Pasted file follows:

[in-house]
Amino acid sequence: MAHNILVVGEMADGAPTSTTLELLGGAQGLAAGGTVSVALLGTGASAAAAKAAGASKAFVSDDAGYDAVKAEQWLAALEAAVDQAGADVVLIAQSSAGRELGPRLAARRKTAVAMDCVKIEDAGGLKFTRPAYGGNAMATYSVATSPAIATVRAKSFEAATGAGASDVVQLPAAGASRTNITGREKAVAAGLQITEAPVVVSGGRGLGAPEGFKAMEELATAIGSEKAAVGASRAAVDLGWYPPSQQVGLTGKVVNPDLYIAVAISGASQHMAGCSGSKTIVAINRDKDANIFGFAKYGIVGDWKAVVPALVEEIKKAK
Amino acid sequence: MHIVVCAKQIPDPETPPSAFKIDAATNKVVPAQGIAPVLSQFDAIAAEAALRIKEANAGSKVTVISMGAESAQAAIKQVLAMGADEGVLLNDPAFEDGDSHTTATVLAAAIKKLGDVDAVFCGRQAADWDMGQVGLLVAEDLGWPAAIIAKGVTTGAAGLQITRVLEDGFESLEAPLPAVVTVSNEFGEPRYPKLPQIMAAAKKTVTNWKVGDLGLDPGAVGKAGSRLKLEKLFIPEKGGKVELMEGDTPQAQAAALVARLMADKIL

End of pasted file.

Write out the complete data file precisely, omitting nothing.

[in-house]
Amino acid sequence: MAHNILVVGEMADGAPTSTTLELLGGAQGLAAGGTVSVALLGTGASAAAAKAAGASKAFVSDDAGYDAVKAEQWLAALEAAVDQAGADVVLIAQSSAGRELGPRLAARRKTAVAMDCVKIEDAGGLKFTRPAYGGNAMATYSVATSPAIATVRAKSFEAATGAGASDVVQLPAAGASRTNITGREKAVAAGLQITEAPVVVSGGRGLGAPEGFKAMEELATAIGSEKAAVGASRAAVDLGWYPPSQQVGLTGKVVNPDLYIAVAISGASQHMAGCSGSKTIVAINRDKDANIFGFAKYGIVGDWKAVVPALVEEIKKAK
Amino acid sequence: MHIVVCAKQIPDPETPPSAFKIDAATNKVVPAQGIAPVLSQFDAIAAEAALRIKEANAGSKVTVISMGAESAQAAIKQVLAMGADEGVLLNDPAFEDGDSHTTATVLAAAIKKLGDVDAVFCGRQAADWDMGQVGLLVAEDLGWPAAIIAKGVTTGAAGLQITRVLEDGFESLEAPLPAVVTVSNEFGEPRYPKLPQIMAAAKKTVTNWKVGDLGLDPGAVGKAGSRLKLEKLFIPEKGGKVELMEGDTPQAQAAALVARLMADKIL